The Pudao or Horse Cutter Sword was designed for heavy work. Carried by Chinese infantrymen, this long weapon formed the footsoldier’s primary defense against cavalry. Originally, the blade of this chopping broadsword and staff combination was heavy enough to take out the legs of a charging horse.
Toned down several levels to meet the needs of modern Wushu athletes, this chrome plated spring steel blade joins to a short staff and sports a ring pommel of matching chromed steel. Sixty-three inches overall, the weapon only weighs 2-1/2 pounds — great for the acrobatics of Wushu or for learning movements of this ancient combat form. The build isn’t meant for striking practice and could easily be damaged by full force contact with targets.
To save weight, the blade has been shortened to 22 inches, compared to 27 inches for the combat quality version from Tiger Claw. The tempered spring steel blade flexes but is stiffer than light Wushu swords and not intended to bend to the same degree. For transport, a black nylon sheath accompanies the Pudao, form-fitted to give some protection to both blade and bystanders. Even in the sheath, wield this horse cutter carefully.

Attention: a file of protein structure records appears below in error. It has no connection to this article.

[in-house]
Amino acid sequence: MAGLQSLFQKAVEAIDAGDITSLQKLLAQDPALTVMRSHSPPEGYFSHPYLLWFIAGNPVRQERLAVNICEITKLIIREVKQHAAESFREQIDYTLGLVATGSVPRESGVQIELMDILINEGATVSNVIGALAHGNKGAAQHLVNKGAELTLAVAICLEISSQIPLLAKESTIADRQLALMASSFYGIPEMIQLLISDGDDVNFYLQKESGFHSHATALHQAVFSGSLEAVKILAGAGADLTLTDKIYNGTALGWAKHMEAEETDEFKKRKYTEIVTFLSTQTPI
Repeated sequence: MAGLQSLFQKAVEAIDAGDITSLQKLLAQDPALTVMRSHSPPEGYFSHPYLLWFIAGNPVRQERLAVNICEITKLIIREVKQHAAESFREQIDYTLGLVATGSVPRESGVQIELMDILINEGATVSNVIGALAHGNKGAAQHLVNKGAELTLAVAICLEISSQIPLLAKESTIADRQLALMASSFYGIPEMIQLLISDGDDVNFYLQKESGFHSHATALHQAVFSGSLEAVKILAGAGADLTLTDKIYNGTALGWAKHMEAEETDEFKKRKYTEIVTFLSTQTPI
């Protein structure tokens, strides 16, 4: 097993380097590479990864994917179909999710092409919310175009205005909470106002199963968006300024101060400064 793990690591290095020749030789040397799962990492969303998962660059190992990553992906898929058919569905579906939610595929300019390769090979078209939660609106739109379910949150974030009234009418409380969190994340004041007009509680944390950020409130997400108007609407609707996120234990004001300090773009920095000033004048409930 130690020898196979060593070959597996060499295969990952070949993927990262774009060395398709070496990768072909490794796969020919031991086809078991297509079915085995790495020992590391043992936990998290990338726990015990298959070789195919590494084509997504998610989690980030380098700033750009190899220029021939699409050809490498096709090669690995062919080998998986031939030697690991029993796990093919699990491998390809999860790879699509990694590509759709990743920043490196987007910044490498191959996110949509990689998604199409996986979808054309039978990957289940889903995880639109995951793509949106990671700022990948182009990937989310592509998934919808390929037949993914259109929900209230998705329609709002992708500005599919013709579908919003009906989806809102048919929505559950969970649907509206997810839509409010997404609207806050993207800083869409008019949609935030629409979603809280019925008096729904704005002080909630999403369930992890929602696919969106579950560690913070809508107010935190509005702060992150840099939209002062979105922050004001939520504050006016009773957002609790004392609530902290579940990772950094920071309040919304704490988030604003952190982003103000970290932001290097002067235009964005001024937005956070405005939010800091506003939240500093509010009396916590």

The blade arrives unsharpened and should be left as is, since any grinding of the edge could loosen the chrome. Visually, this blade won’t pass for a combat pudao. In spite of that, the Pudao Horse Cutter Sword from Tiger Claw fits training needs well, giving students the chance to adapt to new movements and skills before tackling the heavier and more realistic versions of this ancient polearm.
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